facebook
twitter
youtube

Sculptor and music professor join forces for project

May 26, 2016 8:45 AM

New Wave staff
newwave@tulane.edu

The cartographic audio installation, “Songs of Home Songs of Change.”

"Songs of Home Songs of Change" is a cartographic audio installation piece collaboratively created by sculptor Jebney Lewis, composer and electronic music artist Rick Snow, writer Christopher Staudinger, and a host of New Orleans high school students. (Photo from A Studio in the Woods)


“What does ‘home’ sound like, and what are the sounds of its changing?”

Jebney Lewis, sculptor

The latest “Flint and Steel” project sponsored by A Studio in the Woods, which brings together an artist and a faculty member to develop new work, has paired a sculptor and a composer of electronic music to create a cartographic audio installation piece called “Songs of Home Songs of Change.”

The collaboration brought together sculptor Jebney Lewis with Rick Snow, a professor of practice who oversees the music science and technology studies in the Newcomb Department of Music. Working with them were writer Christopher Staudinger and New Orleans high school students from Big Class, Sci Academy, The Net Charter High School, Bard Early College of New Orleans and Lusher Charter School.

Their joint project is available for viewing through June 26 at the Creative Alliance of New Orleans, 1307 Oretha Castle Haley Blvd.

Lewis, the resident artist, says the installation features a map of the wards of New Orleans, rendered in steel plates and sonified by electric transducers.

“The plates play fundamental resonant tones and an array of field recordings,” he says. “These recordings, and the writings that accompany them, have been gathered and written by over 40 area high school students in response to the prompt: ‘What does ‘home’ sound like, and what are the sounds of its changing?’”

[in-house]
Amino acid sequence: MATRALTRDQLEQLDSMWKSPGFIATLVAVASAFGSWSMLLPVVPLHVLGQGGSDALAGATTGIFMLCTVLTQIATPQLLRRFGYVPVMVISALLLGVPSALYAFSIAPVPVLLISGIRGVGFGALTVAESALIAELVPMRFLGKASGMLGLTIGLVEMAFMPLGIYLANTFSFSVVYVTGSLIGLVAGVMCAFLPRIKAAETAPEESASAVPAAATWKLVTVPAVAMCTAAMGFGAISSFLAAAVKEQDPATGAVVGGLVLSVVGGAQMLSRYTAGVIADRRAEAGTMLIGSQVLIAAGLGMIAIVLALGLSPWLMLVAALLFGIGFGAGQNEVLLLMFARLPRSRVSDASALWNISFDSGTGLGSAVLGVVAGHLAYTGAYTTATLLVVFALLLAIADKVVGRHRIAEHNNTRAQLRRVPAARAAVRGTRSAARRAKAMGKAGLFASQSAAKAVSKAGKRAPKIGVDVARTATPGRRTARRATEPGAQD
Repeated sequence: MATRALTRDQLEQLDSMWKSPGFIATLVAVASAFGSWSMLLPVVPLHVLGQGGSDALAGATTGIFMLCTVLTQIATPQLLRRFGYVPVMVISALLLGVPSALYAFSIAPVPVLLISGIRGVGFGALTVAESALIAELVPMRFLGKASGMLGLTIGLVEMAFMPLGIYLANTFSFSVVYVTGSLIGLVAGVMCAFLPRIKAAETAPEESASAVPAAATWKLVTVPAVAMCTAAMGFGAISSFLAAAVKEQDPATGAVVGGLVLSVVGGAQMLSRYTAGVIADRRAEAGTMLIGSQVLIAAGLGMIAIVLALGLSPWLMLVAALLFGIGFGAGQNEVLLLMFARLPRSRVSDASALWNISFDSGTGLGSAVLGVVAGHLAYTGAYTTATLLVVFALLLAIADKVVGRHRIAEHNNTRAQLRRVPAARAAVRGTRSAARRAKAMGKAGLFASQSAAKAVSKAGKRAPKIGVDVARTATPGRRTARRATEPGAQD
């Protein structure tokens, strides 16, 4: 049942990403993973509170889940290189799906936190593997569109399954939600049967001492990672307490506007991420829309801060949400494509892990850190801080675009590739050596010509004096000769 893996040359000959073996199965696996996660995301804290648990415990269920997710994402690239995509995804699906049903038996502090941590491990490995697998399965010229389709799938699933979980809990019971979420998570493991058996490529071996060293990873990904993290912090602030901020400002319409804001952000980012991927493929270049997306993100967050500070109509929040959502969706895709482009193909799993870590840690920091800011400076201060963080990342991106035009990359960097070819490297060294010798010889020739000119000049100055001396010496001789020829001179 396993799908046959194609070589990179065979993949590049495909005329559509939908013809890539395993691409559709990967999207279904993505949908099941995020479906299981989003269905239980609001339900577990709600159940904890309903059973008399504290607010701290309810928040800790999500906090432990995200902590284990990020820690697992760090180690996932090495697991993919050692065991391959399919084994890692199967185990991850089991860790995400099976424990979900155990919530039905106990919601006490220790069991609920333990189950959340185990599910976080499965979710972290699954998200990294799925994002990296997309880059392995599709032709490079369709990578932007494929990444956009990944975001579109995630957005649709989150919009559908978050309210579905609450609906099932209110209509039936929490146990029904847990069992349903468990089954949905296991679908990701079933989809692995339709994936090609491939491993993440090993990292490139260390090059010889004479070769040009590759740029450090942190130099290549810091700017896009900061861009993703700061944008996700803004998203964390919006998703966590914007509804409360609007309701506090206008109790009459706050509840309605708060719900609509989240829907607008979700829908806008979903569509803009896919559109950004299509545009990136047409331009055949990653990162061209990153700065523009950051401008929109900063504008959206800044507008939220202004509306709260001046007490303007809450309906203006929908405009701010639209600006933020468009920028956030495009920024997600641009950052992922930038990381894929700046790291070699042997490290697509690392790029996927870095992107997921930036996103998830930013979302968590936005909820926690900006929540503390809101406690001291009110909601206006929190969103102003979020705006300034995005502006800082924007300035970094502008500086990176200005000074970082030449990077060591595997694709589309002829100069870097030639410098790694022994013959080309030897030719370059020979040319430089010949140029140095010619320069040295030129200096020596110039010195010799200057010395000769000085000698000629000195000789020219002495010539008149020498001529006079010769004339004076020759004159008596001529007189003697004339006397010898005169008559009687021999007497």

Through sculpture, audio and the written word, the piece presents the city’s terrain as a site for the formation of personal and cultural identities — a site that is constantly modulated by weather events, demolition and rebuilding, struggles for power and agency, and the effects of gentrification, Lewis says.

The artists also are working on an additional piece — a map of the interstate highway system, rendered in repurposed and playable brass instruments. Over the summer, the artists will commission local composers to set new work on the map. Public performances are planned during a future exhibition this fall.

A Studio in the Woods, an artists’ retreat center, is a program of Tulane University.


Tulane University, New Orleans, LA 70118 504-865-5000 website@tulane.edu